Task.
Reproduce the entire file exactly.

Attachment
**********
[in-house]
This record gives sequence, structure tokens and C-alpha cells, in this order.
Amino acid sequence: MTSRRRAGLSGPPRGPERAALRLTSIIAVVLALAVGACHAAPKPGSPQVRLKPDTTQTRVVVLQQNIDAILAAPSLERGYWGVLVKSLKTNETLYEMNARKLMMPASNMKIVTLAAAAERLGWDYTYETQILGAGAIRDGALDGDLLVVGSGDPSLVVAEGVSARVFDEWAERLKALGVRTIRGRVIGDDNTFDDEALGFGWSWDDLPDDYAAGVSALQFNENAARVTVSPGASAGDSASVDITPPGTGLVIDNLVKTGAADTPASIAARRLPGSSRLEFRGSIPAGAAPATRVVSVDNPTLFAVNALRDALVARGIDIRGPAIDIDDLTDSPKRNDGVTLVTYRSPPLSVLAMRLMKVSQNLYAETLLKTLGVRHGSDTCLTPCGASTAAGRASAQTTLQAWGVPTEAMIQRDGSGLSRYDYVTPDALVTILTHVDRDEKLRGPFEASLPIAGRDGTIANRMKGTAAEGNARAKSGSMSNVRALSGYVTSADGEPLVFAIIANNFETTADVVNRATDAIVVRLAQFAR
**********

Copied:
[in-house]
This record gives sequence, structure tokens and C-alpha cells, in this order.
Amino acid sequence: MTSRRRAGLSGPPRGPERAALRLTSIIAVVLALAVGACHAAPKPGSPQVRLKPDTTQTRVVVLQQNIDAILAAPSLERGYWGVLVKSLKTNETLYEMNARKLMMPASNMKIVTLAAAAERLGWDYTYETQILGAGAIRDGALDGDLLVVGSGDPSLVVAEGVSARVFDEWAERLKALGVRTIRGRVIGDDNTFDDEALGFGWSWDDLPDDYAAGVSALQFNENAARVTVSPGASAGDSASVDITPPGTGLVIDNLVKTGAADTPASIAARRLPGSSRLEFRGSIPAGAAPATRVVSVDNPTLFAVNALRDALVARGIDIRGPAIDIDDLTDSPKRNDGVTLVTYRSPPLSVLAMRLMKVSQNLYAETLLKTLGVRHGSDTCLTPCGASTAAGRASAQTTLQAWGVPTEAMIQRDGSGLSRYDYVTPDALVTILTHVDRDEKLRGPFEASLPIAGRDGTIANRMKGTAAEGNARAKSGSMSNVRALSGYVTSADGEPLVFAIIANNFETTADVVNRATDAIVVRLAQFAR